Operational metrics tied to cost-cutting: first response times, call resolution times, etc.

Holistic metrics tied to company-wide goals: NPS, customer satisfaction, etc.

Support, as we currently understand it, is still a relatively new discipline. The first conference exclusively for customer support professionals (as opposed to more general customer service conferences) was held as recently as 2012.

The new customer support applies the principles of customer service in helping customers solve problems and make decisions, but in addition, functions as part sales, part tech support, and part customer success.

When 86% of customers quit doing business with a company due to a bad customer experience, today’s subscription-model, customer-retention-oriented businesses need to approach every support interaction as an opportunity to acquire, retain or upsell as well.

In the self-service internet age, customers don’t need go-betweens to assist them with what should be simple functions, like canceling their account. Many businesses continue to direct their energies toward protecting revenue by putting these speed bumps in place, but they waste time that could have been spent solving a problem that only a human can solve. And what’s more, people have grown to expect self-service — if you let them get to a point where they have to reach out, you’ve gotten in the way of usage and adoption.

Customer-driven companies remove a lot of that friction by automating that which can be automated and freeing their most valuable resource — their team — to work on problems that can’t be automated away. Hence the shift away from hiring your average “people person,” toward hiring highly skilled, empathetic problem-solvers.

Even the call centers of yore are making way for contact centers: “partners in revenue generation and customer experience, populated with highly educated staff that have career paths and incentives beyond calls-per-minute.”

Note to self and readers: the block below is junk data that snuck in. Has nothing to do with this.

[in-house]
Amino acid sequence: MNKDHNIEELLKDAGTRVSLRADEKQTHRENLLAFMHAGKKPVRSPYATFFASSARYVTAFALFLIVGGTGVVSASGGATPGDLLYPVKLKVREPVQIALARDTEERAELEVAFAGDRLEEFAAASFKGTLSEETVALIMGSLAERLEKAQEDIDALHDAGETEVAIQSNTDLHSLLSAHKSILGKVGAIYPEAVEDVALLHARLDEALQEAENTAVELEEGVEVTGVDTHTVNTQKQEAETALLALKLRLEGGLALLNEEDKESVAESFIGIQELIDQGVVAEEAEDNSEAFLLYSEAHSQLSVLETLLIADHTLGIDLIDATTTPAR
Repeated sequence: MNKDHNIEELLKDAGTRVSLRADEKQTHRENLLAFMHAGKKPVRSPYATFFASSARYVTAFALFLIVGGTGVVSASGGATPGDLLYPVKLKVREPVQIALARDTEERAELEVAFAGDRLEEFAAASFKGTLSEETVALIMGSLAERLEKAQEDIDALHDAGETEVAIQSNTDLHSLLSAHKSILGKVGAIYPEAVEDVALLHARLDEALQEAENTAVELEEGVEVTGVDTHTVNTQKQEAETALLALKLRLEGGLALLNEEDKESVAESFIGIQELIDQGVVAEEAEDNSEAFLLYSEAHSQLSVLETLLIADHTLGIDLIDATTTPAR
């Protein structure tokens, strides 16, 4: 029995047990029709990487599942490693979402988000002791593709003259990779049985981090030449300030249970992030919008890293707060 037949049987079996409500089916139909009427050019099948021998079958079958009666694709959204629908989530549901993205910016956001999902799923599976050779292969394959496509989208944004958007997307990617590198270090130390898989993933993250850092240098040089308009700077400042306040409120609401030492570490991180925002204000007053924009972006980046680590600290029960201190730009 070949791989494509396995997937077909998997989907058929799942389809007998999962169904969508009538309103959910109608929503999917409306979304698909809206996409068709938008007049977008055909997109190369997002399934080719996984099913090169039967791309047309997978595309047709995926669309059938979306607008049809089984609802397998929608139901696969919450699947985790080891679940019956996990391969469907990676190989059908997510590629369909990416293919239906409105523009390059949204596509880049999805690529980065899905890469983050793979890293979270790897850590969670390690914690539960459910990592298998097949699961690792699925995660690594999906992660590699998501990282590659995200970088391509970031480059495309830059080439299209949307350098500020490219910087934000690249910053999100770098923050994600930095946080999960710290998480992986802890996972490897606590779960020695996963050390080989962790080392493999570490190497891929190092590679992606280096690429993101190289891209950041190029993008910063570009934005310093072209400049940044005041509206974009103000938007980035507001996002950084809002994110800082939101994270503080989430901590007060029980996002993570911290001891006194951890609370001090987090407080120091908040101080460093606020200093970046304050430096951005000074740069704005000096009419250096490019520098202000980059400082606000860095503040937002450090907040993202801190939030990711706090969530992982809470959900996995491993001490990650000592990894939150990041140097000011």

The evolution of customer support

As Seth Godin wrote, customer service means different things to different organizations, but things aren’t going to end well for “the industrial titans who see customer service as a cost, not a profit center.” Gary Vaynerchuk echoes that sentiment in The Thank You Economy, a treatise on the “undeniable evidence that there is financial gain for any size company that is willing to open the lines of communication with its customers and market to them in a personal, caring way that makes them feel valued.”

The definition of customer support is still evolving. Many signs point toward support morphing into a branch of marketing and growth, because companies who fail to offer quality support will lose their customers to those that do.

And the more closely support is tied to product, the better the product becomes.

“If the support team isn’t 100% embedded in the product you’re trying to market, support suffers,” says Help Scout support lead Justin Seymour. That alignment with product lets us focus on helping customers get the most out of Help Scout’s features, versus being bogged down with revenue expectations. Rather than sell something to help you achieve your goals, our model is to help you achieve your goals first, so you’re happy to pay for what we offer.

Bottom line, SaaS is a crowded marketplace, and support is a feature. It’s really that simple — organizations who take support hires as seriously as engineering hires have a greater shot at success than those who don’t.

Learn how to take your career to the next level in Stop Defending Customer Support.
Emily Triplett Lentz

About the author: Emily Triplett Lentz is on the Growth team at Help Scout, the invisible help desk that helps you build a company your customers love with more human, more helpful customer support tools.